After releasing a lacklustre budget earlier this week, especially when it comes to technology issues, it looks like Canada is heading for a federal election. A non-confidence motion is expected to be called by the end of the week, which means it’s just about campaign time.
It’s probably a good time to assess how the current Conservative government has done since coming into its minority power position in 2006. Regular political pundits will grade on other, bigger aspects so I’ll focus my assessment solely on science, technology and telecommunications – areas in which, it’s fair to say, the government has been pretty dismal. Just to preface – I’ve voted for candidates of all three major parties in previous elections so I’m not a Conservative basher by trade. That said, it’s hard to look over the government’s record over the past four years and come to a rosy conclusion.
Let’s break down things down to the six key tech and telecom issues of the past five years: wireless, internet, deregulation, foreign ownership, copyright and science.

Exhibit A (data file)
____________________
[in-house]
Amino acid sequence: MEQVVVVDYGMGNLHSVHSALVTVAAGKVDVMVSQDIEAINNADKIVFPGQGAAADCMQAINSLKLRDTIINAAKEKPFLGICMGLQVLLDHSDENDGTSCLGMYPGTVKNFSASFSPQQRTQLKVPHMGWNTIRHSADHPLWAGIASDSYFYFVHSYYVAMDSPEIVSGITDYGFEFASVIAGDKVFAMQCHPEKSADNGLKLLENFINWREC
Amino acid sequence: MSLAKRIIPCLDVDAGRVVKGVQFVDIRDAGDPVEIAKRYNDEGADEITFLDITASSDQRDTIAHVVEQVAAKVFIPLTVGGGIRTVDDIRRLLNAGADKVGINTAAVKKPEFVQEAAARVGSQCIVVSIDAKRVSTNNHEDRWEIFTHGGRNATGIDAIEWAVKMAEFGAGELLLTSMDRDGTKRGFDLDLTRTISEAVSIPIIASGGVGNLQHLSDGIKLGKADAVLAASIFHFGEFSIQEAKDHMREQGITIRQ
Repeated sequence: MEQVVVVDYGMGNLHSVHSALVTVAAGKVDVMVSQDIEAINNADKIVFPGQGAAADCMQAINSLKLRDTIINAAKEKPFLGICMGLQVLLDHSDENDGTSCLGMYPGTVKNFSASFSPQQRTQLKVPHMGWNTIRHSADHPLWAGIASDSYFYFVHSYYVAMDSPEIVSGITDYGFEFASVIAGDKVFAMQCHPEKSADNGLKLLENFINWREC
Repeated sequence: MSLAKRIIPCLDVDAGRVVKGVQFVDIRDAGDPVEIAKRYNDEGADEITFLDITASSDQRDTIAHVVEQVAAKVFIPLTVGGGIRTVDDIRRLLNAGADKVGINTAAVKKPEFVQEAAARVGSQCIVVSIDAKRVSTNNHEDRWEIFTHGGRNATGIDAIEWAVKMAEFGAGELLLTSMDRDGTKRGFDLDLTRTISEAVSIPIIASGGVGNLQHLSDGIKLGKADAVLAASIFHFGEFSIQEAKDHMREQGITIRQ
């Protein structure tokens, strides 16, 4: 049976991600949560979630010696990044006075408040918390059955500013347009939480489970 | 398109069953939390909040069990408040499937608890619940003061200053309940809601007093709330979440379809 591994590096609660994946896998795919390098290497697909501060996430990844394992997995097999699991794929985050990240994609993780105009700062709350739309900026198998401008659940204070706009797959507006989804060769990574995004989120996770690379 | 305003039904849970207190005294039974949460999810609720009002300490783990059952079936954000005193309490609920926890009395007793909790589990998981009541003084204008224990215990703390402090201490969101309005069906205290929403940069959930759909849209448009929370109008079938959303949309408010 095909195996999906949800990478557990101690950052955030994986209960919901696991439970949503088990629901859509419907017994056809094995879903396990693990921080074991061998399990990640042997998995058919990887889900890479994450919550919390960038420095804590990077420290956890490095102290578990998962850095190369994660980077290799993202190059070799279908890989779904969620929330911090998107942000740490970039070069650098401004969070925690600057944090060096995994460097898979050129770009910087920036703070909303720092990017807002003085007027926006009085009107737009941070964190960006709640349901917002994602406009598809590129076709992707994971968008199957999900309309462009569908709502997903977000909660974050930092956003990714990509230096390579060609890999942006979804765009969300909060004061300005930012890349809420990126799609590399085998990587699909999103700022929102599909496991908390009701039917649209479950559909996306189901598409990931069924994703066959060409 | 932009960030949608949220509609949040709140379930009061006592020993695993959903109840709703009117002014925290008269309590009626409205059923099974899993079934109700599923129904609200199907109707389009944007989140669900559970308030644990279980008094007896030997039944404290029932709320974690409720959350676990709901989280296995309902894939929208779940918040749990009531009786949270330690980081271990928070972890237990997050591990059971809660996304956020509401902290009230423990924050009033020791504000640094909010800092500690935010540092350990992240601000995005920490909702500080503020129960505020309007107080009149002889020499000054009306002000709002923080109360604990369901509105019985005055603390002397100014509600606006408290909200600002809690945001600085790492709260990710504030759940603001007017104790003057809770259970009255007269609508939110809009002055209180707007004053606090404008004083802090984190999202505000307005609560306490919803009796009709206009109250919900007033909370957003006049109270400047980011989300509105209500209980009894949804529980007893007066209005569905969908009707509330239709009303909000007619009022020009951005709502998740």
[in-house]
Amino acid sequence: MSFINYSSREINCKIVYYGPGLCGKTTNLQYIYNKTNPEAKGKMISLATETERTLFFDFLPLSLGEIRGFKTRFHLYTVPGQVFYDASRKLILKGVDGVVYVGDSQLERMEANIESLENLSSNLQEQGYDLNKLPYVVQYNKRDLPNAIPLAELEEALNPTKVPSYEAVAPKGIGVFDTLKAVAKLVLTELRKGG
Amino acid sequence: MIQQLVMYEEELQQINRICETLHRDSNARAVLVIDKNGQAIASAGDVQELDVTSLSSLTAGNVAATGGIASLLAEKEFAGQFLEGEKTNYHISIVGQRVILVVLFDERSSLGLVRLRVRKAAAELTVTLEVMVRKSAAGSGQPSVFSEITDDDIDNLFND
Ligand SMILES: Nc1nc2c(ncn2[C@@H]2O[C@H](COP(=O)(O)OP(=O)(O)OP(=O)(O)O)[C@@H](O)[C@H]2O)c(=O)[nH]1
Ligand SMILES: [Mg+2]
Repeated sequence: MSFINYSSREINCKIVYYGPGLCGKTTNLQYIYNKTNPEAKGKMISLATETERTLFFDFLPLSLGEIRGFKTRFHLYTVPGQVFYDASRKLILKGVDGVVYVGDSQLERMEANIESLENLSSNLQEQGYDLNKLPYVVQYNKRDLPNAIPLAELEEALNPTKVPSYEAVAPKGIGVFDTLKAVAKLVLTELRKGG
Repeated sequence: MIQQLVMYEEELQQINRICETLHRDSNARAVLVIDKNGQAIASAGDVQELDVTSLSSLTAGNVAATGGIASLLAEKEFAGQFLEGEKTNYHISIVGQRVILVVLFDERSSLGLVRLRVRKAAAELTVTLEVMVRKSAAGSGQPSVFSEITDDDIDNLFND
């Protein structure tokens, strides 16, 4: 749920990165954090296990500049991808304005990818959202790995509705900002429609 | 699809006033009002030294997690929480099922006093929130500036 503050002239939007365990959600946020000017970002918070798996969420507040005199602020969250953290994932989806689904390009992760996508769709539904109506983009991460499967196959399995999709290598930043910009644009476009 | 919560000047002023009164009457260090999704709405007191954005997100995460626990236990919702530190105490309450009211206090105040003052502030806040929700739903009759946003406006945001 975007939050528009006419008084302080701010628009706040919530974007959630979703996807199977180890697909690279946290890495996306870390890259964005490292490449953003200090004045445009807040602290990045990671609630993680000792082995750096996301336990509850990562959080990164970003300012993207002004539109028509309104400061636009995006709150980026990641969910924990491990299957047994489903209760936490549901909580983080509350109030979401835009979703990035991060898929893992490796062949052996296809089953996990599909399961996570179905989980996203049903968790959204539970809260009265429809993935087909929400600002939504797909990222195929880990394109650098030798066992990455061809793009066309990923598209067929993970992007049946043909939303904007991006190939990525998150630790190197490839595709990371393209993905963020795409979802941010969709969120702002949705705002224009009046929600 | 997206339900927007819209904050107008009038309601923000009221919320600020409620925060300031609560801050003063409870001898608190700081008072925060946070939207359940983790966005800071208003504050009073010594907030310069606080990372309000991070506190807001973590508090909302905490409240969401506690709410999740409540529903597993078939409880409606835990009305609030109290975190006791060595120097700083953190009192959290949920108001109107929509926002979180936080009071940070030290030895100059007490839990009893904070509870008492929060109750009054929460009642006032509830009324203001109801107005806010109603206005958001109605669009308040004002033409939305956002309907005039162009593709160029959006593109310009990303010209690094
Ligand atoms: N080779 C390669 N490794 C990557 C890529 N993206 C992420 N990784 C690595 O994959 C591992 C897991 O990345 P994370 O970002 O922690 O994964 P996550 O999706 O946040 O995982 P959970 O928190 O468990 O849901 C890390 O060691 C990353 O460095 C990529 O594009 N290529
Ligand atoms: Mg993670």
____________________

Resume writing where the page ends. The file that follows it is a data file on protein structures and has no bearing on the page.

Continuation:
Wireless: We’ll start with the lone bright spot. Despite heavy lobbying from the big three wireless providers (Bell, Rogers and Telus) in 2005 to the contrary, then industry minister Jim Prentice did the right thing by opening up the upcoming spectrum auction to new players. The government wisely chose to reserve a big chunk of airwaves for new companies looking to come in to compete with the big three and bring down some of the highest wireless prices in the developed world. The move, which many deemed “populist” (there’s that dirty word again), has paid dividends in the form of new carriers such as Wind, Mobilicity, Public Mobile and Videotron, almost all of which have been offering great deals for the past year. The big guys have, in turn, been forced to sharpen their pencils and come down in price too. There is still much to do – Canada still has the longest wireless contracts in the world and consumers are still being victimized – and the fate of the newcomers is also uncertain, but things are clearly better now than they were five years ago. The government does lose points in this area, however, because of the foolish way it dealt with the CRTC’s blocking of Wind Mobile’s startup. Rather than do the proper thing and change the laws – which we’ll get to below – current Industry Minister Tony Clement chose to play fast and loose and simply overrule the regulator on whether Wind is properly Canadian-controlled or not. The courts have since backed up the CRTC and Wind’s future is now in peril. Canada’s wireless situation is thus better, but really muddy. Grade: B-